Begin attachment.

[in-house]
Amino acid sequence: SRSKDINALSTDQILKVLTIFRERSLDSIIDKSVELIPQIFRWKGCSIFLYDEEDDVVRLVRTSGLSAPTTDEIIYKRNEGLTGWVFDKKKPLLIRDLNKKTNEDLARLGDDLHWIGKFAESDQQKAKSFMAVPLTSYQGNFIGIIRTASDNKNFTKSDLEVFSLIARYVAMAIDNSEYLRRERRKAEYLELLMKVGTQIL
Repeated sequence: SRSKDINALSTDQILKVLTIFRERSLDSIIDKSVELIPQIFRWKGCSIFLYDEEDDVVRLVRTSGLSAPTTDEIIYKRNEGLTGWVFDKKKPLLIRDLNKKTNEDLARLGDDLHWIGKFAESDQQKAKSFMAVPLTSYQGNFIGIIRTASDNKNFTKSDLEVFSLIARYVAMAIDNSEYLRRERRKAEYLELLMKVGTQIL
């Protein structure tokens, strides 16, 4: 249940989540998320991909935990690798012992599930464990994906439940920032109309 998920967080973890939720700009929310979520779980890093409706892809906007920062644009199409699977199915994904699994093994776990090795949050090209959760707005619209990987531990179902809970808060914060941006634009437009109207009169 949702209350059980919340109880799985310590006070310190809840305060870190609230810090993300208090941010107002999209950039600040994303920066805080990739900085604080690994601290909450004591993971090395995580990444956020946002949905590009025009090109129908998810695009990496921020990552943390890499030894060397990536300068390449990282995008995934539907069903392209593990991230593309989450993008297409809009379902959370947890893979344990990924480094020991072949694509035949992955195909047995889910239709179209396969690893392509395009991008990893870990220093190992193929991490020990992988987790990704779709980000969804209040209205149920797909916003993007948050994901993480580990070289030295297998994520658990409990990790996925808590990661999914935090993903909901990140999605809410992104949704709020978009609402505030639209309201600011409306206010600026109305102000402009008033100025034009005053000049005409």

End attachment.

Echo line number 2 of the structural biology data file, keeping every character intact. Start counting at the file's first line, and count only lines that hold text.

Amino acid sequence: SRSKDINALSTDQILKVLTIFRERSLDSIIDKSVELIPQIFRWKGCSIFLYDEEDDVVRLVRTSGLSAPTTDEIIYKRNEGLTGWVFDKKKPLLIRDLNKKTNEDLARLGDDLHWIGKFAESDQQKAKSFMAVPLTSYQGNFIGIIRTASDNKNFTKSDLEVFSLIARYVAMAIDNSEYLRRERRKAEYLELLMKVGTQIL